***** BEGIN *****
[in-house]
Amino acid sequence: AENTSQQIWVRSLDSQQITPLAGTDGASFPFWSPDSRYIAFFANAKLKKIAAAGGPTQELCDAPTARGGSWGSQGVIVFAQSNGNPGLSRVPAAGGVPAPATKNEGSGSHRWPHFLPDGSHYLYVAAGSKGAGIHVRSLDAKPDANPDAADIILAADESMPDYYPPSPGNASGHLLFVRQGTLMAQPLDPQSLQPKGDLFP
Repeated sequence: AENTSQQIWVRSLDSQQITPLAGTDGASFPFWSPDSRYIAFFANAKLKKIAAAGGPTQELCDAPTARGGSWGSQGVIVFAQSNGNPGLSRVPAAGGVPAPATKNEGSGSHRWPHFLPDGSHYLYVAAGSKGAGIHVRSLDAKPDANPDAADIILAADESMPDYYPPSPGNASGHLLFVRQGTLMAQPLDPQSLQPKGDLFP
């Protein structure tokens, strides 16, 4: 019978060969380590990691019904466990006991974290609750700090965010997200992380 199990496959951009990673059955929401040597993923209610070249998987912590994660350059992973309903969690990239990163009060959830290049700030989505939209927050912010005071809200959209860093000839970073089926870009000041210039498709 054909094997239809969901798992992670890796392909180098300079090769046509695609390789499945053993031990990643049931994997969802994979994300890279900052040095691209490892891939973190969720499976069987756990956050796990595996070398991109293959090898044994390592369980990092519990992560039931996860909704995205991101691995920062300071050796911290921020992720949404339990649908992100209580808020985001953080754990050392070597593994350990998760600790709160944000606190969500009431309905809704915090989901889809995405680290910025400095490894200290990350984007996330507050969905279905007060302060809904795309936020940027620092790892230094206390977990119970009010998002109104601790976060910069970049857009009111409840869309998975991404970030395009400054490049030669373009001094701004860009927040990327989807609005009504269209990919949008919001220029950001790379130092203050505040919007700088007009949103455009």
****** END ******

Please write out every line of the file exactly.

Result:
[in-house]
Amino acid sequence: AENTSQQIWVRSLDSQQITPLAGTDGASFPFWSPDSRYIAFFANAKLKKIAAAGGPTQELCDAPTARGGSWGSQGVIVFAQSNGNPGLSRVPAAGGVPAPATKNEGSGSHRWPHFLPDGSHYLYVAAGSKGAGIHVRSLDAKPDANPDAADIILAADESMPDYYPPSPGNASGHLLFVRQGTLMAQPLDPQSLQPKGDLFP
Repeated sequence: AENTSQQIWVRSLDSQQITPLAGTDGASFPFWSPDSRYIAFFANAKLKKIAAAGGPTQELCDAPTARGGSWGSQGVIVFAQSNGNPGLSRVPAAGGVPAPATKNEGSGSHRWPHFLPDGSHYLYVAAGSKGAGIHVRSLDAKPDANPDAADIILAADESMPDYYPPSPGNASGHLLFVRQGTLMAQPLDPQSLQPKGDLFP
């Protein structure tokens, strides 16, 4: 019978060969380590990691019904466990006991974290609750700090965010997200992380 199990496959951009990673059955929401040597993923209610070249998987912590994660350059992973309903969690990239990163009060959830290049700030989505939209927050912010005071809200959209860093000839970073089926870009000041210039498709 054909094997239809969901798992992670890796392909180098300079090769046509695609390789499945053993031990990643049931994997969802994979994300890279900052040095691209490892891939973190969720499976069987756990956050796990595996070398991109293959090898044994390592369980990092519990992560039931996860909704995205991101691995920062300071050796911290921020992720949404339990649908992100209580808020985001953080754990050392070597593994350990998760600790709160944000606190969500009431309905809704915090989901889809995405680290910025400095490894200290990350984007996330507050969905279905007060302060809904795309936020940027620092790892230094206390977990119970009010998002109104601790976060910069970049857009009111409840869309998975991404970030395009400054490049030669373009001094701004860009927040990327989807609005009504269209990919949008919001220029950001790379130092203050505040919007700088007009949103455009």